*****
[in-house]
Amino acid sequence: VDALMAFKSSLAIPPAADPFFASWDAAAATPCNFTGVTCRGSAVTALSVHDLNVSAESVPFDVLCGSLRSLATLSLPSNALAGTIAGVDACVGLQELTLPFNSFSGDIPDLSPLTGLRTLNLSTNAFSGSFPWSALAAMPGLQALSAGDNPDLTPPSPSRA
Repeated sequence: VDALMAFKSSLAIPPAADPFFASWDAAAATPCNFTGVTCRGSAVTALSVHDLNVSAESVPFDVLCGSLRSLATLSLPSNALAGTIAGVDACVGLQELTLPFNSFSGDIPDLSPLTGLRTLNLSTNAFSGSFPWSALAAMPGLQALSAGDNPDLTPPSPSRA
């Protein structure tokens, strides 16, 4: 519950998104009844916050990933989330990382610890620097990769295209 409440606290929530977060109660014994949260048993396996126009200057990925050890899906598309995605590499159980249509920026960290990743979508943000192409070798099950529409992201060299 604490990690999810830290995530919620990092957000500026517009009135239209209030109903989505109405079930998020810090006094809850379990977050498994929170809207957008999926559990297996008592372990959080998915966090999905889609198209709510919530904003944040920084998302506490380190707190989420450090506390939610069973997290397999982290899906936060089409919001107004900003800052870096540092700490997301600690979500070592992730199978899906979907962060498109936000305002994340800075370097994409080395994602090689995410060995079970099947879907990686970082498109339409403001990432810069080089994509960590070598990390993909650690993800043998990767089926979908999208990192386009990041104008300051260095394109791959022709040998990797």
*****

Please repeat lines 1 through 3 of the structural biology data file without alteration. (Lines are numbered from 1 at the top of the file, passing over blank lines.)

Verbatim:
[in-house]
Amino acid sequence: VDALMAFKSSLAIPPAADPFFASWDAAAATPCNFTGVTCRGSAVTALSVHDLNVSAESVPFDVLCGSLRSLATLSLPSNALAGTIAGVDACVGLQELTLPFNSFSGDIPDLSPLTGLRTLNLSTNAFSGSFPWSALAAMPGLQALSAGDNPDLTPPSPSRA
Repeated sequence: VDALMAFKSSLAIPPAADPFFASWDAAAATPCNFTGVTCRGSAVTALSVHDLNVSAESVPFDVLCGSLRSLATLSLPSNALAGTIAGVDACVGLQELTLPFNSFSGDIPDLSPLTGLRTLNLSTNAFSGSFPWSALAAMPGLQALSAGDNPDLTPPSPSRA